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August 14, 2012

By: Joel Cohen

Some lawyers, now mostly unsuccessfully (but more successfully in the past), have argued the following to constitute an appropriate jury instruction: "Ladies & Gentlemen, You have heard character testimony introduced by the defendant. I charge you that having heard all of the evidence, if you have a reasonable doubt on the basis of the character testimony standing alone, meaning in and of itself, you must acquit the defendant."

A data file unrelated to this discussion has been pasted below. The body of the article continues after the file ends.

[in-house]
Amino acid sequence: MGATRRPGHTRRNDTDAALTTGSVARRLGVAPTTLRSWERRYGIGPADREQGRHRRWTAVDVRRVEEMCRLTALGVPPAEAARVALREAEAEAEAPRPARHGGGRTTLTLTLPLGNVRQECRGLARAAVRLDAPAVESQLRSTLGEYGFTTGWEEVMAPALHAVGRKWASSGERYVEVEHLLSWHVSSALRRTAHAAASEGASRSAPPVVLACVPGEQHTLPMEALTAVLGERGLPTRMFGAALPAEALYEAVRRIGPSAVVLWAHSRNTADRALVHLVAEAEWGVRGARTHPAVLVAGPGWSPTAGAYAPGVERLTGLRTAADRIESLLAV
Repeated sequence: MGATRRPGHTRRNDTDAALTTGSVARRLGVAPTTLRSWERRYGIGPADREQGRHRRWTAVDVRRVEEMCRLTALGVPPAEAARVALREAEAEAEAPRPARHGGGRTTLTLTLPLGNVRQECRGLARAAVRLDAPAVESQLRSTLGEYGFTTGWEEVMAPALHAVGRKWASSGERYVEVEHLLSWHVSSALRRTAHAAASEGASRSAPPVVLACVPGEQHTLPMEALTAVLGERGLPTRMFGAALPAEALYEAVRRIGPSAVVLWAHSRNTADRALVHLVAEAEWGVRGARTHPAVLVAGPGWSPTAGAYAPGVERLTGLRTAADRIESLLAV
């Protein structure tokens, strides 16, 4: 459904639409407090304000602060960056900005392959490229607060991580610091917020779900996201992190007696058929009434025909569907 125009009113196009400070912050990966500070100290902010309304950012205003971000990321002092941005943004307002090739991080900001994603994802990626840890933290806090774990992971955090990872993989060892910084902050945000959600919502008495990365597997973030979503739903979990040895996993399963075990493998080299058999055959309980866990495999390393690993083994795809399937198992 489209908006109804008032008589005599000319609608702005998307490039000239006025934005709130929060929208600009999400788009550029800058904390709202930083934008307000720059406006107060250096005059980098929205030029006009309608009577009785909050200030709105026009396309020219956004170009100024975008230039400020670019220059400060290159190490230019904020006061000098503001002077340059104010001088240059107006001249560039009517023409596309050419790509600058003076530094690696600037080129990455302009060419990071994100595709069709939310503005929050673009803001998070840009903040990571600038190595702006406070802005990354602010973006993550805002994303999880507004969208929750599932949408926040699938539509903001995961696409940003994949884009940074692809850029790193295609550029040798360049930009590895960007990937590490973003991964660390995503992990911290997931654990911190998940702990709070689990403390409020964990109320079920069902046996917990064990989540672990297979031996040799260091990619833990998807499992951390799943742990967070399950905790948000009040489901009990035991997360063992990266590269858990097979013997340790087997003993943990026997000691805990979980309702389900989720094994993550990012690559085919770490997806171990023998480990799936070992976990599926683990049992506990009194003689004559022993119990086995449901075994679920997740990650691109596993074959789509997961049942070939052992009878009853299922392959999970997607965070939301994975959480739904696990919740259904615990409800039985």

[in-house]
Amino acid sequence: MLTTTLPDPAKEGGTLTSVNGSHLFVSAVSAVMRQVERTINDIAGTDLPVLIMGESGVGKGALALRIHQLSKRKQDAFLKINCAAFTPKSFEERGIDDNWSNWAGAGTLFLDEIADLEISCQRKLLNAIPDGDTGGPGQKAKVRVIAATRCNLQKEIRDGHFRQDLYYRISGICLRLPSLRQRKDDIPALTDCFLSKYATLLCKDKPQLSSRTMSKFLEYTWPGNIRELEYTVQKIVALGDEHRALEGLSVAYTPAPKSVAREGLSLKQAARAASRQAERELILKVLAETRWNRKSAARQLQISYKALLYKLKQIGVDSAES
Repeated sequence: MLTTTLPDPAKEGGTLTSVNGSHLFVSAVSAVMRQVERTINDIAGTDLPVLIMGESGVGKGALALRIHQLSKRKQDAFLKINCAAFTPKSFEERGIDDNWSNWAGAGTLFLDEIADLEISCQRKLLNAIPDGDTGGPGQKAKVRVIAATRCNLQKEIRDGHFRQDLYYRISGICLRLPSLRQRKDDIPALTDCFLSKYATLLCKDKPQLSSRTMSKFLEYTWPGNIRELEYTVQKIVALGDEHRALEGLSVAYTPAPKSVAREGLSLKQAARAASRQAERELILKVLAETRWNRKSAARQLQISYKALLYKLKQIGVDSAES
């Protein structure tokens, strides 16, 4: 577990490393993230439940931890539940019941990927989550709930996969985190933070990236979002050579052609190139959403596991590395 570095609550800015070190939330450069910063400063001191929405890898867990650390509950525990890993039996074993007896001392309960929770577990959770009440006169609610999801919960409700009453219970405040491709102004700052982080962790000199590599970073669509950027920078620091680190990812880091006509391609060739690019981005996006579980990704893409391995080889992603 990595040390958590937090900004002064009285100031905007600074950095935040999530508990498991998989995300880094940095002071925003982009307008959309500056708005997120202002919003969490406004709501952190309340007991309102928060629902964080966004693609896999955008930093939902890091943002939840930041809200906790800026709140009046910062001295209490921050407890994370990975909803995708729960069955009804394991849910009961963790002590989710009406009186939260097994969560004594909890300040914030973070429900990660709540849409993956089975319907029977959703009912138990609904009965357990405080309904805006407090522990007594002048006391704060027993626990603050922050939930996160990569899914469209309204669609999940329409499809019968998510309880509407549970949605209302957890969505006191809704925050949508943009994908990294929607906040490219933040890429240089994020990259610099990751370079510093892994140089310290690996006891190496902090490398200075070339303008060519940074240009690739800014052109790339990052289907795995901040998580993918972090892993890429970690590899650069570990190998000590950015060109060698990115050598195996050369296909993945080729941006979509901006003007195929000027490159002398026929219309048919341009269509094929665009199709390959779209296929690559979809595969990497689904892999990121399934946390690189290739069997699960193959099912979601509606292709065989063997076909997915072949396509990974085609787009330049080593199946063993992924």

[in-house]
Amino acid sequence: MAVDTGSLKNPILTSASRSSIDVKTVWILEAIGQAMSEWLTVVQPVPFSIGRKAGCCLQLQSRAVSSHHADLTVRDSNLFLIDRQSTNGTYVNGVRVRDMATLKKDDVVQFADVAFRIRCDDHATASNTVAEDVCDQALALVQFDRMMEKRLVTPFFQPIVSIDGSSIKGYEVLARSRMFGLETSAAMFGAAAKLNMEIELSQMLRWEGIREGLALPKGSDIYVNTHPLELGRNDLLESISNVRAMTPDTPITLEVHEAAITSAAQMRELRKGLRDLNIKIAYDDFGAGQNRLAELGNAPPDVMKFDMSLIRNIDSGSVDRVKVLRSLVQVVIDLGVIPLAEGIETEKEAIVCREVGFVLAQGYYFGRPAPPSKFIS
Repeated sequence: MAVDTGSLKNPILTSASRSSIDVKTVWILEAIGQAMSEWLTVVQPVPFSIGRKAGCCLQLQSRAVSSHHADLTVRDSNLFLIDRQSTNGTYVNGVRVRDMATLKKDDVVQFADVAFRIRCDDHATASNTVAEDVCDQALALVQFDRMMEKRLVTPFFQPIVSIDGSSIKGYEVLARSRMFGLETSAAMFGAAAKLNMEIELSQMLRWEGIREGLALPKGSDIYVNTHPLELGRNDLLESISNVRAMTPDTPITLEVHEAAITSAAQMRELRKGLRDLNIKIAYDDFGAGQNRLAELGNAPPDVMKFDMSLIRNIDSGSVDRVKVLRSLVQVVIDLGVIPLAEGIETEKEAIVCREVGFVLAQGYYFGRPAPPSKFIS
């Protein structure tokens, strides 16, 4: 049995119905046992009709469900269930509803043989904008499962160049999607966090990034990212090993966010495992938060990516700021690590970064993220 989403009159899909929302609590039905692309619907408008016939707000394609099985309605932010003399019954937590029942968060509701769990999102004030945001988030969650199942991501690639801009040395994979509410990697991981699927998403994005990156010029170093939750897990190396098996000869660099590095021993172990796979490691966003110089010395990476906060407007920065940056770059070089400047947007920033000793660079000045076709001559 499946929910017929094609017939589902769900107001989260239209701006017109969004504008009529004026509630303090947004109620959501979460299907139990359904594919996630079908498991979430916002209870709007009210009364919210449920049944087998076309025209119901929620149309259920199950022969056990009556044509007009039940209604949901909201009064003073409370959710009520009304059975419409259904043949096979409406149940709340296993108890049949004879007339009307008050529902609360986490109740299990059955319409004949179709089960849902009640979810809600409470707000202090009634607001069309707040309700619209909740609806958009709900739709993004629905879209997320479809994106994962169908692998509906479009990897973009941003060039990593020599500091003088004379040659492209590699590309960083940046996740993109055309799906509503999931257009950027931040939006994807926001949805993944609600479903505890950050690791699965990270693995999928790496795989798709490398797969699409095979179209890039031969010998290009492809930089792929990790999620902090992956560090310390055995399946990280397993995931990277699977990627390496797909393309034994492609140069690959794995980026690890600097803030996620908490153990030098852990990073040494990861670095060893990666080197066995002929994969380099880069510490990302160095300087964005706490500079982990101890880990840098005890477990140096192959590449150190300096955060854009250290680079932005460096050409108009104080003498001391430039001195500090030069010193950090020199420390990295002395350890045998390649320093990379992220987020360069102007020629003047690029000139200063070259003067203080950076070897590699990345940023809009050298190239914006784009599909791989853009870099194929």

To be sure, the jury will be correctly told that a "reasonable doubt" is a "doubt based upon a (common sense) reason." That reason, the defendant's attorney will also argue, might be the improbability that the defendant could have committed the crime, given his incredible reputation for honesty and integrity.

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